Georgetown Law
Georgetown Law Library

War Crimes Research Guide

This guide is a starting point for your research on war crimes, crimes against humanity, and genocide.

Treaties and Treaty Bodies


War crimes, crimes against humanity, and genocide are governed by international treaties. Remember, treaties are referred to by many different names: conventions, protocols, accords, and covenants are just a few examples.

Some questions to consider when conducting treaty research include:

  • Is there an applicable treaty?
  • Is it in force?
  • Has a particular country ratified the treaty?
  • Has that country made any declarations or reservations?
  • What is the citation and where is the full text?

You may wish to consult our Treaty Research Guide for more detailed information on conducting treaty research.


Although not an exhaustive list, these legal instruments are some of the key primary sources in the area of war crimes research. Additional primary documents can be found on EISIL's war crimes page. See the next section for information on citation assistance.


The texts of most major multilateral treaties are easy to locate online. The trick is finding the official Bluebook citationEISIL, the international law database maintained by the American Society of International Law can help. If the treaty you are using is located in EISIL, then the "More Information" link under the main text link will provide you with citation information.

Finding bilateral and older versions multilateral treaties can be more difficult. For example locating in the United Nations Treaty Series (U.N.T.S.) the U.S. declaration recognizing the jurisdiction of the International Court of Justice 1 U.N.T.S. 9. This is when you might want to consult some of thelarger online treaty collections or use a treaty index. Some of the best sources are listed below. For more detailed information on researching treaties, see our Treaty Research Guide.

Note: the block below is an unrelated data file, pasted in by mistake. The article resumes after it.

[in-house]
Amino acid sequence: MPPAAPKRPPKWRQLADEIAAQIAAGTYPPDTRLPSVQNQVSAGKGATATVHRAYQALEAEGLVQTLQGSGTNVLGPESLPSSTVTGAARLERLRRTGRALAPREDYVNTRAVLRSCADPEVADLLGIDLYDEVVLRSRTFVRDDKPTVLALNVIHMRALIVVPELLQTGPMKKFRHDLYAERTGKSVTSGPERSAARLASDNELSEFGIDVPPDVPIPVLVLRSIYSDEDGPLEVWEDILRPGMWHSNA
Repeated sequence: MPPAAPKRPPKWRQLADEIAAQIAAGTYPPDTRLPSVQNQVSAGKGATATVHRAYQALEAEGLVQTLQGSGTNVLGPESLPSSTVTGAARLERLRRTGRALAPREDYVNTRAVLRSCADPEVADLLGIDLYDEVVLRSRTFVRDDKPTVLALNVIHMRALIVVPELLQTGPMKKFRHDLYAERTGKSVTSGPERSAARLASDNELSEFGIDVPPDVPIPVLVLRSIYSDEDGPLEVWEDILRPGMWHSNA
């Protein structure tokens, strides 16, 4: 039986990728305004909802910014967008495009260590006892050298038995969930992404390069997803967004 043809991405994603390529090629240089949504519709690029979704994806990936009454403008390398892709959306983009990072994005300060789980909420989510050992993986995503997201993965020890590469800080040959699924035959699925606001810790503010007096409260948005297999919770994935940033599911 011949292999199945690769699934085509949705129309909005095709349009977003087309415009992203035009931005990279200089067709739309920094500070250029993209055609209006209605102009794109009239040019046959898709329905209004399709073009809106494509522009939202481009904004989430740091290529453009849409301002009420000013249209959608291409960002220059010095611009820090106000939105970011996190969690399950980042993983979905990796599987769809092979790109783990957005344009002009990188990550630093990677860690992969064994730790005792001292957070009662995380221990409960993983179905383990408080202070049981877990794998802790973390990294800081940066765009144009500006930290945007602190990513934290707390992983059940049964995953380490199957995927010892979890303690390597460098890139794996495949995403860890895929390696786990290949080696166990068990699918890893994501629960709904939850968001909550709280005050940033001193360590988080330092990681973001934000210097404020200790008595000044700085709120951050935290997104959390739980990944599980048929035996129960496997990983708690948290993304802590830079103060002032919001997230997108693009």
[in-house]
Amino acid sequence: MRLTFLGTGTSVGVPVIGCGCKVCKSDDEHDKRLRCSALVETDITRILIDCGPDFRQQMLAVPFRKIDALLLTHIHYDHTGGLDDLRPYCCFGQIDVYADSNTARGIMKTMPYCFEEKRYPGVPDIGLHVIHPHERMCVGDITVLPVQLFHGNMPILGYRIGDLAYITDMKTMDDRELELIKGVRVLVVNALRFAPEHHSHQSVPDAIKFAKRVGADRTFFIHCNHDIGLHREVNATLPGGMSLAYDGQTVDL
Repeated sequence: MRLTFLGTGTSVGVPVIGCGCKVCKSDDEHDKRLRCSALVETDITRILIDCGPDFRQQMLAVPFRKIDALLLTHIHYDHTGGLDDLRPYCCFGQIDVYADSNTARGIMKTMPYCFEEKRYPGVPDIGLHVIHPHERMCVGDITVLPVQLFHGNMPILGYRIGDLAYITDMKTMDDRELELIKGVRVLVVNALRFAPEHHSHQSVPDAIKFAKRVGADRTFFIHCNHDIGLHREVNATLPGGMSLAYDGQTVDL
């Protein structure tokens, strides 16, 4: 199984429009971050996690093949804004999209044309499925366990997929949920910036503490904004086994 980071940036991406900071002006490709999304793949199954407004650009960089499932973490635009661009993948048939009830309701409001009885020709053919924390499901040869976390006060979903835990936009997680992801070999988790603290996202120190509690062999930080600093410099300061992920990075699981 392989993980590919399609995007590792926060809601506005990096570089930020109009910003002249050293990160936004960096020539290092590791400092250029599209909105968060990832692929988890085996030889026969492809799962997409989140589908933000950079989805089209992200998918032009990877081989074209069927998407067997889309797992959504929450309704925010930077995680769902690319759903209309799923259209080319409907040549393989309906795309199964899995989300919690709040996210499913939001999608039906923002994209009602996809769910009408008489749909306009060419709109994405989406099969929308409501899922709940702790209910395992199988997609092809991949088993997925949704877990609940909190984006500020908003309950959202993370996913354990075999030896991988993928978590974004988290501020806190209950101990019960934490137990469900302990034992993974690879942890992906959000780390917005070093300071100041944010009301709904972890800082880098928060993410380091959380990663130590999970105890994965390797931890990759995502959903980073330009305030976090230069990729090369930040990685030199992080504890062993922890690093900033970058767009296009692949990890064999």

Print and Online Sources
  • EISIL (American Society of International Law)
    Also has a list of conventions.
  • HeinOnline: Treaties and Agreements Library (Georgetown Law Only)
    Includes all U.S. treaties, whether currently in-force, expired, or not-yet officially published. Includes the United States Treaties and Other International Agreements, Bevans, Miller, Malloy and others.
  • HeinOnline: United Nations Law Collection (Georgetown Law Only)
    Select of major yearbooks, official records, and treaties from the U.N. and the League of Nations. For treaties you can search by citation.
  • The Human Rights Library (University of Minnesota)
    Offers a list of conventions on war crimes, crimes against humanity and genocide and a list of law of armed conflict conventions.
  • International Humanitarian Law Database (International Committee of the Red Cross)
    Includes 100 treaties and other text, from 1856 to the present, both in full treaty text and by individual article. They can viewed by subject or date.
  • The Laws of War (Avalon Project at Yale Law School)
    This list is mostly historical in nature. The dates of the laws range from 1856 to 1975, and are presented in chronological order.
  • Multilateral Treaties Deposited with the Secretary-General available in print and online(Georgetown Law Only)
    To access the online version click on "Status of Treaties (MTDSG)". The on-line version is currently updated daily. This publication has information on when countries sign, ratify, accede or lodge declarations, reservations or objections. It is printed annually in three volumes. This does not have the the actual text of the treaties it does provide citation for locating a copy.
  • United Nations Treaty Collection (Georgetown Law Only)
    The United Nations Treaty series contains the texts of over 30,000 bilateral and multilateral treaties in their authentic language(s), along with a translation into English and French, as appropriate, for those treaties registered with the Secretariat.
  • World Treaty Index print and online
    In this index you can search by key word (e.g. criminal matters) or by parties (e.g. U.S.S.R). This resource lists the official citation which is key for locating a copy of the text of the treaty.